We're not really watching football, are we?
Have you ever watched a Red Stripe Premier League game? You're not always missing much.
I love football, always have, always will. And the top local league has made improvements, from the overall infrastructure of clubs to the implementation of a Monday prime-time game. Some fields still need work and the attendance at games by the general public needs to improve. Don't get me wrong, there are teams with supporters who will follow them all the way to Timbuktu to watch them play. But I suppose others who take in a game or two occasionally are probably waiting for the general level of play to improve.
Speaking of the standard of play and people watching the games, I'm convinced our local players aren't really watching their internationally acclaimed counterparts when they play. Some forwards, as soon as they get the ball, depending on where they are, they shoot. No question, no hesitation, kick di ball! However, too many of our local 'ballers', in the same position, decide we have to 'shif' one defender, 'dash weh' another one, and 'buss a dance' before shooting. Of course, by the time the player does shoot, assuming he ever does, it's wide of the post, over the crossbar or saved by the keeper. Waste of a perfectly good chance.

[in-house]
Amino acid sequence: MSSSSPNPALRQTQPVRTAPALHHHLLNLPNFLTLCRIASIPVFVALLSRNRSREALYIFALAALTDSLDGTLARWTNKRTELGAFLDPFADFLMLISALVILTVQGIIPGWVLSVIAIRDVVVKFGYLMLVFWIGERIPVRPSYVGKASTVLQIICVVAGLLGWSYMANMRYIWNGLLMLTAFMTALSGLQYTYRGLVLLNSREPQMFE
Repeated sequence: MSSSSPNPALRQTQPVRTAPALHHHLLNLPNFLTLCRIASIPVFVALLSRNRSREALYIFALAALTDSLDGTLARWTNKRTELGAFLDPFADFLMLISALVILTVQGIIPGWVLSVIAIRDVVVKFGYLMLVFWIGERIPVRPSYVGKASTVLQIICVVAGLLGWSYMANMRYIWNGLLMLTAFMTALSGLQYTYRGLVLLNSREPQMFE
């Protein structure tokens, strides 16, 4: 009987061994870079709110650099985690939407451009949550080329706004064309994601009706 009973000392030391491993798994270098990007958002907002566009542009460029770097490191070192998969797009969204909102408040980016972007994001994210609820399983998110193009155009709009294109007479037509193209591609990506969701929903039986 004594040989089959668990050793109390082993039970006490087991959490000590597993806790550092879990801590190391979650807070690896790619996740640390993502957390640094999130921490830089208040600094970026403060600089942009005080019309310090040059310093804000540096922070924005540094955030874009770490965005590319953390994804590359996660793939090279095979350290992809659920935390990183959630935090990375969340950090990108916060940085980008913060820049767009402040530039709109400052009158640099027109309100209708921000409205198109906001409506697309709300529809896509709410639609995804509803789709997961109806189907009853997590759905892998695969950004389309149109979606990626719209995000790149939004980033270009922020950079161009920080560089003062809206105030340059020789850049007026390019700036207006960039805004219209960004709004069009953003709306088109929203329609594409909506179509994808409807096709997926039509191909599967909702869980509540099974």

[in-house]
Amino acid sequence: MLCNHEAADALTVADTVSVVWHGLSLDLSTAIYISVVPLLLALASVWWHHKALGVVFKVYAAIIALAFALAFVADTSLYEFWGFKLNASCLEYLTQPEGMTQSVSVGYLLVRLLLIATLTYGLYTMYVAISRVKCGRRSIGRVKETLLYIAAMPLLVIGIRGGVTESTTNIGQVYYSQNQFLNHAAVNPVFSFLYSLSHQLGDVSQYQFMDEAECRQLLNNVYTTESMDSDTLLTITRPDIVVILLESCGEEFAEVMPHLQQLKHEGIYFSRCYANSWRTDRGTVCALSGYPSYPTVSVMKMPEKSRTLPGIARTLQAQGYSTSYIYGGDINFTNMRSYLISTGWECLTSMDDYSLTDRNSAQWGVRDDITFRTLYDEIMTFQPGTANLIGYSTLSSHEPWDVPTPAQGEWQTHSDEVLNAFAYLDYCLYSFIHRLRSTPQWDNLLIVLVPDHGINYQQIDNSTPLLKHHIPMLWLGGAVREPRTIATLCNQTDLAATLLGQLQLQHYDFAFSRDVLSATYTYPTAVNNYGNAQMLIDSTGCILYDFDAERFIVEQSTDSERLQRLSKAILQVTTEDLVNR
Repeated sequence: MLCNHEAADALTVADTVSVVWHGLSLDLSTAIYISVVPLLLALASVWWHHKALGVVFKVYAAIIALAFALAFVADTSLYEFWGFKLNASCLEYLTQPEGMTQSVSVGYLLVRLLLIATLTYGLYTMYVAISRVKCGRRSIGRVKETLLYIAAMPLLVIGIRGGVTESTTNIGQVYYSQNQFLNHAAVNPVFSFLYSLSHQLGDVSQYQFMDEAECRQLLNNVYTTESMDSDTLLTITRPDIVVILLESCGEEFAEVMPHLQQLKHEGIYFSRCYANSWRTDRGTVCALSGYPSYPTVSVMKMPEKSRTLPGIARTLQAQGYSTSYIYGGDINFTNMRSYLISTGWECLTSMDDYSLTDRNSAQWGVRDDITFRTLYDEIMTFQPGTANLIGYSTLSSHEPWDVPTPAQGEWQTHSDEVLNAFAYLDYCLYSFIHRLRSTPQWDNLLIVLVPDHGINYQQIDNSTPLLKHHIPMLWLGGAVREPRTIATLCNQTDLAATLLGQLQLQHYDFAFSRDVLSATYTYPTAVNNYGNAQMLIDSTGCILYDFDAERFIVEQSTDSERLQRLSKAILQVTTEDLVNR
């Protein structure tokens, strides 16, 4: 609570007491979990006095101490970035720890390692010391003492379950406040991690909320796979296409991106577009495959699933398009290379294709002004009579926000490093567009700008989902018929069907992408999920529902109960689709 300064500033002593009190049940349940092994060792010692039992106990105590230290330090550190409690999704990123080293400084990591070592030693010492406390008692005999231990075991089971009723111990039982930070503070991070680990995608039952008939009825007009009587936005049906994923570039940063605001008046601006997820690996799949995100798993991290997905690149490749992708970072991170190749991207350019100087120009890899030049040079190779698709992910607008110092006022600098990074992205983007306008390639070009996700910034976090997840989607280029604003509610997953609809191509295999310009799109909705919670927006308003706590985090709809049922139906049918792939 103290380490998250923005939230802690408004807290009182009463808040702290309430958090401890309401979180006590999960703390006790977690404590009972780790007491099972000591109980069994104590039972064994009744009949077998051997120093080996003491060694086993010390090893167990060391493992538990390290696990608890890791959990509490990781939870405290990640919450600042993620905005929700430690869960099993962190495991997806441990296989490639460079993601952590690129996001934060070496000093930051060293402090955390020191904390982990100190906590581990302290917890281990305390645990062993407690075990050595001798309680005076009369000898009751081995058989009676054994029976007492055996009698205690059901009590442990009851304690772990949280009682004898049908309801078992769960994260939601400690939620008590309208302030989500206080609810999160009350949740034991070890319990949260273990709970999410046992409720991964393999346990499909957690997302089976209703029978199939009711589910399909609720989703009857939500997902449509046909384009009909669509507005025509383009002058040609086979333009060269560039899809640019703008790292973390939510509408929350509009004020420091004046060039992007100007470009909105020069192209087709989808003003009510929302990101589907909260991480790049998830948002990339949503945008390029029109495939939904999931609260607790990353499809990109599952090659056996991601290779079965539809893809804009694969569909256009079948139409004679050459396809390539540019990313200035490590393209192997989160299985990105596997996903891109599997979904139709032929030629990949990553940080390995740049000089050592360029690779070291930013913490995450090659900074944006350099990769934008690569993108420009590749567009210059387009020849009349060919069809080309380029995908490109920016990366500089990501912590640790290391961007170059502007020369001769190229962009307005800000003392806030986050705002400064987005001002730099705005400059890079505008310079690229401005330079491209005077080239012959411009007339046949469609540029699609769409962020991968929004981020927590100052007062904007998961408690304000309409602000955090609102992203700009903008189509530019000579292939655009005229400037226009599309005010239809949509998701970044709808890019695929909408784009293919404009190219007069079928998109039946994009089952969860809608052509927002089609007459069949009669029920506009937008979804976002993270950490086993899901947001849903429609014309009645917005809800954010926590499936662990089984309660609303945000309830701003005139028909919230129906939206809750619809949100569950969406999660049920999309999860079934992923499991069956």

Even when we're shooting at goal, we don't do it right. The pros aim to the side of the goal where the keeper is NOT standing. Our defending ain't much better? We feel we have to foul the attacker to stop him or make a last-ditch tackle to save the day. The world's better defenders stay on their feet and force the dribbler to work some magic (which most of them can't). Or better yet, they intercept the ball before it even gets to the attacking player, because they read the game. And don't get me started on the basics like controlling the ball and seeing the pass before you even get the ball. We nuh know bout dem tings deh!
Of course, we as fans don't help. And I say 'we' because I've been guilty of it myself. As wi see a likkle boy look like him can dribble, we call him Messi. As another one kicks one shot very strongly, we call him Ronaldo. If another looks like he's strong in the midfield, we call him Yaya Toure. That can get to a youngster's head very quickly. The more mature ones will already know they aren't anywhere near finished. Others will need a good smack around the ears (figuratively or literally) to be brought back in line.
So young ballers and coaches, mi a beg unnu. When you sit in front of your TV/tablet/whatever, 'watch' the ball game, make notes and then try it fi yuhself. Di ball game will get betta, trust me! More time!
Kick it around with me at email@example.com